When the user has been presented with the appropriate secondary interface, the system then prompts the user to describe the objective or goal of the activity (where it is required to be when completed), provide terms and conditions, and provide time information, as indicated by block 350. This is the first part or the question part of the third stage of the process of the operating rules that controls how secondary interfaces gather information about a transaction. This third stage corresponds to the where/when block 203 of FIG. 2. This third stage relates to the status where the activity is required to be at a given time, and responses to this question may be supported by business plans, product descriptions or other forms of documentation that describe the objective of the activity. Exhibits may also be attached to the transaction at this stage. Exhibits may include video, audio, multimedia or other presentations in digital form to enhance the transaction. As noted, the system should also prompt the user at this point to provide the proposed terms and conditions of agreement for the transaction in question. The proposed terms and conditions of agreement may be in the form of a text file, or selected from a menu of agreements for a particular class of transaction. The provision of proposed terms and conditions of agreement provide a basis for negotiation and are essential to the fulfillment of the transaction and therefore should include details of how the agreement should be fulfilled once agreed. Details will vary from product to product and buyer to buyer. For example, if the user interface has been designed to support a wholesaler of a particular product, the fulfillment conditions may include directing instructions to a warehouse location to package an ordered quantity when known, to use a particular shipper, to provide confirmation when the order is shipped, and to place orders with specific suppliers if quantities in stock are not sufficient and these terms and conditions may be varied during negotiation from buyer to buyer.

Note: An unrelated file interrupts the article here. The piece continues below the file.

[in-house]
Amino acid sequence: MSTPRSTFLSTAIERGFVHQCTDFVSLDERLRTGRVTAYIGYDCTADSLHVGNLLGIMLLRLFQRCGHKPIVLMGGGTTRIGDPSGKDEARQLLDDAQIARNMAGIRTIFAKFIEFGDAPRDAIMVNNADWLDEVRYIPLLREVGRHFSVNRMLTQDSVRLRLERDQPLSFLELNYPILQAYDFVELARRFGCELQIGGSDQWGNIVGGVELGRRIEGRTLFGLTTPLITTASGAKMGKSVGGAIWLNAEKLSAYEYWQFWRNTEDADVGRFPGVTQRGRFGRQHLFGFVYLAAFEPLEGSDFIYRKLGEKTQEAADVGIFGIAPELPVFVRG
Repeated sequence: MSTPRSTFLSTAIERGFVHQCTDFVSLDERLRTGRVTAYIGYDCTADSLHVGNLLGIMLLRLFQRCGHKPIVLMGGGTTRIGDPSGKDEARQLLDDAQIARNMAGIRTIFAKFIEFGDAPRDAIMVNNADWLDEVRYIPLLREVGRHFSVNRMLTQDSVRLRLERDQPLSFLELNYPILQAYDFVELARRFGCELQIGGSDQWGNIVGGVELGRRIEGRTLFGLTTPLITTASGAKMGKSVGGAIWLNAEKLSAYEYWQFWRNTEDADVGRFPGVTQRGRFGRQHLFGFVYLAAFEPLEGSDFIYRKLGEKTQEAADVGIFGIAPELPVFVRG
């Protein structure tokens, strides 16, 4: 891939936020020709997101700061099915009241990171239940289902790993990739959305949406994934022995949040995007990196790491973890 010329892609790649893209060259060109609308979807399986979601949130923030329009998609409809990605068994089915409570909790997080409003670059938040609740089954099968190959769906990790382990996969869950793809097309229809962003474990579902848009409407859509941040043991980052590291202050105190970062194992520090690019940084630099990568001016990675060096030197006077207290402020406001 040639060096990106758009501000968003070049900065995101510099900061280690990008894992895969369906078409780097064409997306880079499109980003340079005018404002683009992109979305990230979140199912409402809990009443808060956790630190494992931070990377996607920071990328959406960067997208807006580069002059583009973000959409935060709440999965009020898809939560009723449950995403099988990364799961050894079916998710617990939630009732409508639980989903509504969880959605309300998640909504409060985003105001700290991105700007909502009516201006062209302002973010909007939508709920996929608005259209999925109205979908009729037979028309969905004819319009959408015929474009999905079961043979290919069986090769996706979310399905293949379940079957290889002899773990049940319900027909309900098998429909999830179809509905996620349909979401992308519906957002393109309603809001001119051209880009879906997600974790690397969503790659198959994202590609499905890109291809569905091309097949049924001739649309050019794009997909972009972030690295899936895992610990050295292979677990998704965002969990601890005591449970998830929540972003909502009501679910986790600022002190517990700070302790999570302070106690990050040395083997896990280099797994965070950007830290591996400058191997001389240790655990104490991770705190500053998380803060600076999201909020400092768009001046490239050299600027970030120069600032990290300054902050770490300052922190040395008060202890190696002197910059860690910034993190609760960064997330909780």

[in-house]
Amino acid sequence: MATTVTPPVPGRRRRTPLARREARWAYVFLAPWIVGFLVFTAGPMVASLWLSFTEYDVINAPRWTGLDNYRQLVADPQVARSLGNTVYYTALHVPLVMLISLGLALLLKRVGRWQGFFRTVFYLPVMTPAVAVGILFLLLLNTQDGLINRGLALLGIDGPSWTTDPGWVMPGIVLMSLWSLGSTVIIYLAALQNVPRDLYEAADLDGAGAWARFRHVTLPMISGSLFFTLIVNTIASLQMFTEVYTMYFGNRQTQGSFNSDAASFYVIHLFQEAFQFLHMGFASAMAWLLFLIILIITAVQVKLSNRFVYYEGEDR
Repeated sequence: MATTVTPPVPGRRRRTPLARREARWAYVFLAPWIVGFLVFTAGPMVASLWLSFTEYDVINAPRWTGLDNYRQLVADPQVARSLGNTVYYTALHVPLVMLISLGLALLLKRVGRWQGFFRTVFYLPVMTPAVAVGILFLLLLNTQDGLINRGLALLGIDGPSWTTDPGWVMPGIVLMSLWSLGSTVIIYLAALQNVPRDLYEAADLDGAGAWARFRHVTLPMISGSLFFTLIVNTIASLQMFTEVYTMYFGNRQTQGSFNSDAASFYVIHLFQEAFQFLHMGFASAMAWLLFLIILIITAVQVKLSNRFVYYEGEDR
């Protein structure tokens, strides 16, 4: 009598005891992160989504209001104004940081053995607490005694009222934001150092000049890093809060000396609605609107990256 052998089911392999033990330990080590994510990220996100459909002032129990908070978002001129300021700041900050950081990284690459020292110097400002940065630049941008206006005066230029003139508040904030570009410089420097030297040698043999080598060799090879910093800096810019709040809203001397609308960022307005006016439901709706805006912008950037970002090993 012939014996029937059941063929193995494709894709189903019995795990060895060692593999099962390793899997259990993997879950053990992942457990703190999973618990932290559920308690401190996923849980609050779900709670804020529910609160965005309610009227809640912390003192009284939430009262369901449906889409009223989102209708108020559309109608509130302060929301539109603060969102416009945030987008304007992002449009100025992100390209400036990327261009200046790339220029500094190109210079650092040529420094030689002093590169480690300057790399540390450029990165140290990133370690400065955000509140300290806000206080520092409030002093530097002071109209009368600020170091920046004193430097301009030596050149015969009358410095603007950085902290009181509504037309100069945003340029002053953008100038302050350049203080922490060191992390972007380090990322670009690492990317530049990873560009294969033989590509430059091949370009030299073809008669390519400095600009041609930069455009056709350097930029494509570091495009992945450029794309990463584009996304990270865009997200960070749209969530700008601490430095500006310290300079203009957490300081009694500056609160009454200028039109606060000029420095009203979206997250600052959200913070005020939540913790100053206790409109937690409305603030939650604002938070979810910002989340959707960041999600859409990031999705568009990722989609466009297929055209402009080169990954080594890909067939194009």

When the user has completed the where part of the secondary interface, the system then prompts the user to enter information relative to the time or times when the transaction is to be performed. This is the second part or the response part of the third stage of the process of the operating rules that controls how secondary interfaces gather information about a transaction. The system deals with proposed times and actual times to reflect facts and propositions. Proposed times are necessary for scheduling when a proposition may be heard or negotiated in the case of a court hearing or creating a diary of proposed events. Actual times are times when the event actually occurs or must occur in the example of an application to use the system to control devices that must be turned on or off at a specific time. A calendar or a list of periodic times may be presented to the user at this stage to assist in the time selection process. Periodic times may be every hour, every day, every week, every month, every year, or some other period of time as determined by the user. When an event actually occurs is the actual time of the event. The system should also record the actual time of every event for tracking and accounting purposes. The individual file structure of the system enables this.
 Secondary interfaces assemble all information relative to a transaction into an individual files in the user's database that may be part of the user's computer or they may be held remotely to the user's computer. The creation of individual files is critical to the recording of actual times when events occur and the tracking of transactions throughout the system. The system database that stores information relevant to the common market and links the common market to individual user files may be associated with the clearinghouse or held separately. The step of storing information and creating a file is indicated by block 375. A unique tracking code or resource locator is created for each file at the time it is created based on the time of creation of the file to enable each file to be individually identified and tracked throughout the system. This is necessary for tracking and accounting for transactions throughout the system. The tracking code is based on a formula designed to assure that no two files may have the same tracking code. For example, every tracking code may consist of both the time of creation and information uniquely identifying a location of storage. This tracking code is the remote resource locator that is used to establish the common market. It provides third parties with a direct link to resources held in individual files on user computers. This aids the search for information process.